Amputee Raises Money for “Running Leg”

This is an archived article and the information in the article may be outdated. Please look at the time stamp on the story to see when it was last updated.

More than one hundred people came together for a 5K fun run Saturday night (Sept. 14) in Clarksville to help a local woman make her dream come true.

"I've always had a dream of being able to run long distance," said Clarksville native Lindsay Sims. "I never really thought I'd be able to, even after the amputation."

Sims was born with a condition called proximal femoral focal deficiency (PFFD) which left one of her legs shorter than the other. Doctors predicted Sims would never walk, but by ten months old, Sims said she beat the odds and was walking without assistance.

Sims grew up using a brace which added length to her leg. She said she was an active kid and liked sports but was not able to run.

Sims said her community was very supportive growing up, and it wasn't until she traveled to other schools for activities or other unfamiliar places that she felt insecure about her prosthetic.

"When I would go to parties or a get-together with my family or my friends and there was people there that I didn't know, I would sit in the car for hours because I didn't want them to see me," she said.

After high school, Sims joined the workforce. She said once she began working 40 hours per week, she began to experience pain in the ankle and knee of her shorter leg.

Through extensive research and consultations with multiple doctors, Sims decided on amputating her shorter leg at the knee.

"When I had my amputation, I didn't think anyone would want someone with one leg," said Sims. "They wouldn't think I was pretty or I could carry a child."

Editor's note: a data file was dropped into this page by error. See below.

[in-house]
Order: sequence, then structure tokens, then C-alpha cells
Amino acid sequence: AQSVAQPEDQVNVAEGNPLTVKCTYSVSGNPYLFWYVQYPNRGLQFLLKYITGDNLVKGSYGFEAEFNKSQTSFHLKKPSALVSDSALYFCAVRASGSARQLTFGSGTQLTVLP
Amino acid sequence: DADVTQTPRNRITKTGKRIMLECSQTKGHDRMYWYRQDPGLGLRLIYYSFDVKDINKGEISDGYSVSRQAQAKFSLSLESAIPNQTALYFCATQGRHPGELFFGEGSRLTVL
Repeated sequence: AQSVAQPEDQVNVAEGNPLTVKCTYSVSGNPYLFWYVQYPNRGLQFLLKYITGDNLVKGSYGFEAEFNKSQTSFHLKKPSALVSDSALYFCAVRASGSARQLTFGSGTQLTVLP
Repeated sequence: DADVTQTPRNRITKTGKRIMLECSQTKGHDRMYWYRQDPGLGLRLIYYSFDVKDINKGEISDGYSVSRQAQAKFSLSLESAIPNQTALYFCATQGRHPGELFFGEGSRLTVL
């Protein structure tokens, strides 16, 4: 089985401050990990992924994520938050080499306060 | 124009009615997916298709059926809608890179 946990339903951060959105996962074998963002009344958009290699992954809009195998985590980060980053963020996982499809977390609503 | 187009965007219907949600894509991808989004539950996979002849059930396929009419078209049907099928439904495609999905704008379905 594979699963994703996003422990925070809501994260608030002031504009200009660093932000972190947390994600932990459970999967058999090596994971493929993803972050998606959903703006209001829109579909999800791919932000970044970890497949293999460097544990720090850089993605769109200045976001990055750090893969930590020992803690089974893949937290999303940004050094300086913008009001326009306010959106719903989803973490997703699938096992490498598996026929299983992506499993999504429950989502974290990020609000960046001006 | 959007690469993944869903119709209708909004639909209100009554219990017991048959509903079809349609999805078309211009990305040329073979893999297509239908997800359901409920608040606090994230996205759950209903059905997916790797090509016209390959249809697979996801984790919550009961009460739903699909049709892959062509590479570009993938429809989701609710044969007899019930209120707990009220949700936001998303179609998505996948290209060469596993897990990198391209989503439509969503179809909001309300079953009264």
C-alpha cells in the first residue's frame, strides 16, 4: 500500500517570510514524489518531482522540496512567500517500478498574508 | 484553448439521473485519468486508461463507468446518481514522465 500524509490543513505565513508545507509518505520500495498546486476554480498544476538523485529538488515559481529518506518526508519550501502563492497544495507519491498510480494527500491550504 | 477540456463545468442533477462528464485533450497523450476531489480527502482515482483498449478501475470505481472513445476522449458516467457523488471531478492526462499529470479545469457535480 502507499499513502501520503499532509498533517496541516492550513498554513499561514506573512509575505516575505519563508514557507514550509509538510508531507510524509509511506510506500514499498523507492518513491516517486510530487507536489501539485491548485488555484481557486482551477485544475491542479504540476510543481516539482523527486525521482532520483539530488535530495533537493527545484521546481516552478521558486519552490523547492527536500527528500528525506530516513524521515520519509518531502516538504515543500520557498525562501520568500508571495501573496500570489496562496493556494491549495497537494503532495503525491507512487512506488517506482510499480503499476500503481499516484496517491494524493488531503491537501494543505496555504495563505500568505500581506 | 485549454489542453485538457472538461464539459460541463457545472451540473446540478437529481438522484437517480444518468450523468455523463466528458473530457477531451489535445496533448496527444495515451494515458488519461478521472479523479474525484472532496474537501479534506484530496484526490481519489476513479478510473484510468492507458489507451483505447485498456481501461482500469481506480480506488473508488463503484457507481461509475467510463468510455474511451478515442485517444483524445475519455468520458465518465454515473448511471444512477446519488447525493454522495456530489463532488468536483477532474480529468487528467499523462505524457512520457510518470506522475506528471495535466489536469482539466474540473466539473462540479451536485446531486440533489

Sims did go on to get married and together, they had a daughter. Still, Sim's insecurities about her prosthetic caused her to keep her leg covered. She eventually began to wonder what message she was sending her daughter by hiding her prosthetic.

"One night I prayed about it, and then the next morning I woke up and I was a different person," said Sims. "As soon as I woke up, I went and put shorts on for the first time in eight years."

Once she began to accept her self, Sims decided to chase her lifelong dream of becoming a runner. However, her current leg is not built to withstand running so she will need a special "running leg" to help her meet her goal of running the Johnson County Peach Festival four-mile run in her hometown in 2014.

"This leg that I have is just an every day walking leg," Sims said. "It helps me get from point A to point B as far as bringing in groceries, taking care of my child, doing everyday house mom and wife things."

Licensed prosthetist and orthotist, Mike Horton, said there are a number of differences between Sims' current leg and the "running leg," beginning with the foot.

"The foot that she'll be running on is basically a long curve, almost like a 'C' or a 'J,'" said Horton. "It's designed to deflect a lot and then bounce back up. Almost like a diving board."

Insurance companies will not foot the $10,000 bill for a "running leg," according to Sims, because it is deemed a "want" and not a "need." However, she is determined to make her dream a reality.

According to her Facebook fan page, Sims has raised more than $6,000 for her "running leg." Sims hopes to raise the full amount raised by December so she can begin training for her race.

Sims is a board member with an amputee support group based in North Little Rock, called Amputees Beyond Life's Expectations (A.B.L.E.). She said the group meets every two months, and she encourages amputees or anyone facing an amputation to contact the group.